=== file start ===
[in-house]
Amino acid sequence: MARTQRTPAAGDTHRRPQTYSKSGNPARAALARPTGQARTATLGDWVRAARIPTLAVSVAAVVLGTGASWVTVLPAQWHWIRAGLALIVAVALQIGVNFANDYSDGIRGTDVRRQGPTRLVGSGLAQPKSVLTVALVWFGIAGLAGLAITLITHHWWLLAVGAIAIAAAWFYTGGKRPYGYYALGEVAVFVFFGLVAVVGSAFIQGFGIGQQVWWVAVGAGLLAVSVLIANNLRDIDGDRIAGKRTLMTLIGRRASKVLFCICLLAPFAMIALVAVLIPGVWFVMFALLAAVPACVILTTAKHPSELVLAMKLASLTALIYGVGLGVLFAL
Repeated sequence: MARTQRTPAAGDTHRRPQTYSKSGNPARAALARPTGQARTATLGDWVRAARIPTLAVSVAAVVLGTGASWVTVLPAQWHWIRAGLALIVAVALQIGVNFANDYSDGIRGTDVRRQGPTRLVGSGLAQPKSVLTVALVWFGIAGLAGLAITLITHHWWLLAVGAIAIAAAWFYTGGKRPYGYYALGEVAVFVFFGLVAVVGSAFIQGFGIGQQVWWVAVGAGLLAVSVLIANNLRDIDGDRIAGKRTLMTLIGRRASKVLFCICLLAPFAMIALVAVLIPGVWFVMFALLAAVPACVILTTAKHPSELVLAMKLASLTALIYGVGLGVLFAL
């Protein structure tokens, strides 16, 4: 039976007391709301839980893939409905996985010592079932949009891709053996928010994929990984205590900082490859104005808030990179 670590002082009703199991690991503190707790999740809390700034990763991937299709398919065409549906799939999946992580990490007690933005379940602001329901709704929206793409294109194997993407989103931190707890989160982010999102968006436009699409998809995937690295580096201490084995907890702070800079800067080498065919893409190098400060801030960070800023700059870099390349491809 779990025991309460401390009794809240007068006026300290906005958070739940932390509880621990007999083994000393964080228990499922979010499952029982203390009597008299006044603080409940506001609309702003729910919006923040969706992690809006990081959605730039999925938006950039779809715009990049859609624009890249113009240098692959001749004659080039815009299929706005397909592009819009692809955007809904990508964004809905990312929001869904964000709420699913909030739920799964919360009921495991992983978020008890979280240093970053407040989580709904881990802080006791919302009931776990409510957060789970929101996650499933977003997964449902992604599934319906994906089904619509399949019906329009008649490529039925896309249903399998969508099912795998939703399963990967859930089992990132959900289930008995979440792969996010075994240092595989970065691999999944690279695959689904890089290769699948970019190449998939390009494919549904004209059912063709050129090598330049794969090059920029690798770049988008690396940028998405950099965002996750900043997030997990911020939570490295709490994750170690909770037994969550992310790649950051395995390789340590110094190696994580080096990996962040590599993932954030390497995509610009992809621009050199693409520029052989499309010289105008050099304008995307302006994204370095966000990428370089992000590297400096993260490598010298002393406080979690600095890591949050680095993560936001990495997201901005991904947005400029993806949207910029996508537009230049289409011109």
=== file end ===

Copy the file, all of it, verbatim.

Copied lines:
[in-house]
Amino acid sequence: MARTQRTPAAGDTHRRPQTYSKSGNPARAALARPTGQARTATLGDWVRAARIPTLAVSVAAVVLGTGASWVTVLPAQWHWIRAGLALIVAVALQIGVNFANDYSDGIRGTDVRRQGPTRLVGSGLAQPKSVLTVALVWFGIAGLAGLAITLITHHWWLLAVGAIAIAAAWFYTGGKRPYGYYALGEVAVFVFFGLVAVVGSAFIQGFGIGQQVWWVAVGAGLLAVSVLIANNLRDIDGDRIAGKRTLMTLIGRRASKVLFCICLLAPFAMIALVAVLIPGVWFVMFALLAAVPACVILTTAKHPSELVLAMKLASLTALIYGVGLGVLFAL
Repeated sequence: MARTQRTPAAGDTHRRPQTYSKSGNPARAALARPTGQARTATLGDWVRAARIPTLAVSVAAVVLGTGASWVTVLPAQWHWIRAGLALIVAVALQIGVNFANDYSDGIRGTDVRRQGPTRLVGSGLAQPKSVLTVALVWFGIAGLAGLAITLITHHWWLLAVGAIAIAAAWFYTGGKRPYGYYALGEVAVFVFFGLVAVVGSAFIQGFGIGQQVWWVAVGAGLLAVSVLIANNLRDIDGDRIAGKRTLMTLIGRRASKVLFCICLLAPFAMIALVAVLIPGVWFVMFALLAAVPACVILTTAKHPSELVLAMKLASLTALIYGVGLGVLFAL
């Protein structure tokens, strides 16, 4: 039976007391709301839980893939409905996985010592079932949009891709053996928010994929990984205590900082490859104005808030990179 670590002082009703199991690991503190707790999740809390700034990763991937299709398919065409549906799939999946992580990490007690933005379940602001329901709704929206793409294109194997993407989103931190707890989160982010999102968006436009699409998809995937690295580096201490084995907890702070800079800067080498065919893409190098400060801030960070800023700059870099390349491809 779990025991309460401390009794809240007068006026300290906005958070739940932390509880621990007999083994000393964080228990499922979010499952029982203390009597008299006044603080409940506001609309702003729910919006923040969706992690809006990081959605730039999925938006950039779809715009990049859609624009890249113009240098692959001749004659080039815009299929706005397909592009819009692809955007809904990508964004809905990312929001869904964000709420699913909030739920799964919360009921495991992983978020008890979280240093970053407040989580709904881990802080006791919302009931776990409510957060789970929101996650499933977003997964449902992604599934319906994906089904619509399949019906329009008649490529039925896309249903399998969508099912795998939703399963990967859930089992990132959900289930008995979440792969996010075994240092595989970065691999999944690279695959689904890089290769699948970019190449998939390009494919549904004209059912063709050129090598330049794969090059920029690798770049988008690396940028998405950099965002996750900043997030997990911020939570490295709490994750170690909770037994969550992310790649950051395995390789340590110094190696994580080096990996962040590599993932954030390497995509610009992809621009050199693409520029052989499309010289105008050099304008995307302006994204370095966000990428370089992000590297400096993260490598010298002393406080979690600095890591949050680095993560936001990495997201901005991904947005400029993806949207910029996508537009230049289409011109």